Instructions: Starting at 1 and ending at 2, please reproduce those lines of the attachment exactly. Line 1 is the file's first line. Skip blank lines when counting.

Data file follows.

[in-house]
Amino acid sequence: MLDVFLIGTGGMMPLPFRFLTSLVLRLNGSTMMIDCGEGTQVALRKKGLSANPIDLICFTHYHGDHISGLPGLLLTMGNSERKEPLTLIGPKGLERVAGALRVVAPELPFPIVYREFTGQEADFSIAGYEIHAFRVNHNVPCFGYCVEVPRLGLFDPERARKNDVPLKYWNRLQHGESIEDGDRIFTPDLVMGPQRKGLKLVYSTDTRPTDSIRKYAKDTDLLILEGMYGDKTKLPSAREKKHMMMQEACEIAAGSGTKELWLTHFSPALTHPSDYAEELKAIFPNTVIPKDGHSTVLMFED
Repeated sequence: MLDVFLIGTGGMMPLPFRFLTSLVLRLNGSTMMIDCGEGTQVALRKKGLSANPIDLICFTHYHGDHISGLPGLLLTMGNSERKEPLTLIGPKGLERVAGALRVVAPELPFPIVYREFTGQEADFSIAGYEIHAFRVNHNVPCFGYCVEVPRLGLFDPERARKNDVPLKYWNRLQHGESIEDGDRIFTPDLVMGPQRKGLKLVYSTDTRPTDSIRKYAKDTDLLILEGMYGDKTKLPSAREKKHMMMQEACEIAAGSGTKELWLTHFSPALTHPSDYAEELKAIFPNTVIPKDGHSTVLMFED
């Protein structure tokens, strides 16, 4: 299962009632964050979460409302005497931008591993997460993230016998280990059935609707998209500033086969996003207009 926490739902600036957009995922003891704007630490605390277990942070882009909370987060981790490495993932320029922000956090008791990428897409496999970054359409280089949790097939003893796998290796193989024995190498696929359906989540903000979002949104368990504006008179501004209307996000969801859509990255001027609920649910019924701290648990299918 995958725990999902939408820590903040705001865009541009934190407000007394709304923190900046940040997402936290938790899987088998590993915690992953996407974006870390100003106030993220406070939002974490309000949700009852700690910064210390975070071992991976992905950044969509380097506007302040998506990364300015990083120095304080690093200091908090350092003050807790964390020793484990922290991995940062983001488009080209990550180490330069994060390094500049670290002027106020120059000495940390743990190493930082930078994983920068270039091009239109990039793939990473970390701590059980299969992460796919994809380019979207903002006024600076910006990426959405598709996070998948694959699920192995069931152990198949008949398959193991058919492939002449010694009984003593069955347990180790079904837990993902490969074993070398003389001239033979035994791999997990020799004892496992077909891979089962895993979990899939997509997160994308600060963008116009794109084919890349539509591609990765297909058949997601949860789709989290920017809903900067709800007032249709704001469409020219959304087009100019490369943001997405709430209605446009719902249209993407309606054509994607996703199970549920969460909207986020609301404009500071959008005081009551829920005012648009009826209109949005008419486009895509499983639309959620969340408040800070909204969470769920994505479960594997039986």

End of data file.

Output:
[in-house]
Amino acid sequence: MLDVFLIGTGGMMPLPFRFLTSLVLRLNGSTMMIDCGEGTQVALRKKGLSANPIDLICFTHYHGDHISGLPGLLLTMGNSERKEPLTLIGPKGLERVAGALRVVAPELPFPIVYREFTGQEADFSIAGYEIHAFRVNHNVPCFGYCVEVPRLGLFDPERARKNDVPLKYWNRLQHGESIEDGDRIFTPDLVMGPQRKGLKLVYSTDTRPTDSIRKYAKDTDLLILEGMYGDKTKLPSAREKKHMMMQEACEIAAGSGTKELWLTHFSPALTHPSDYAEELKAIFPNTVIPKDGHSTVLMFED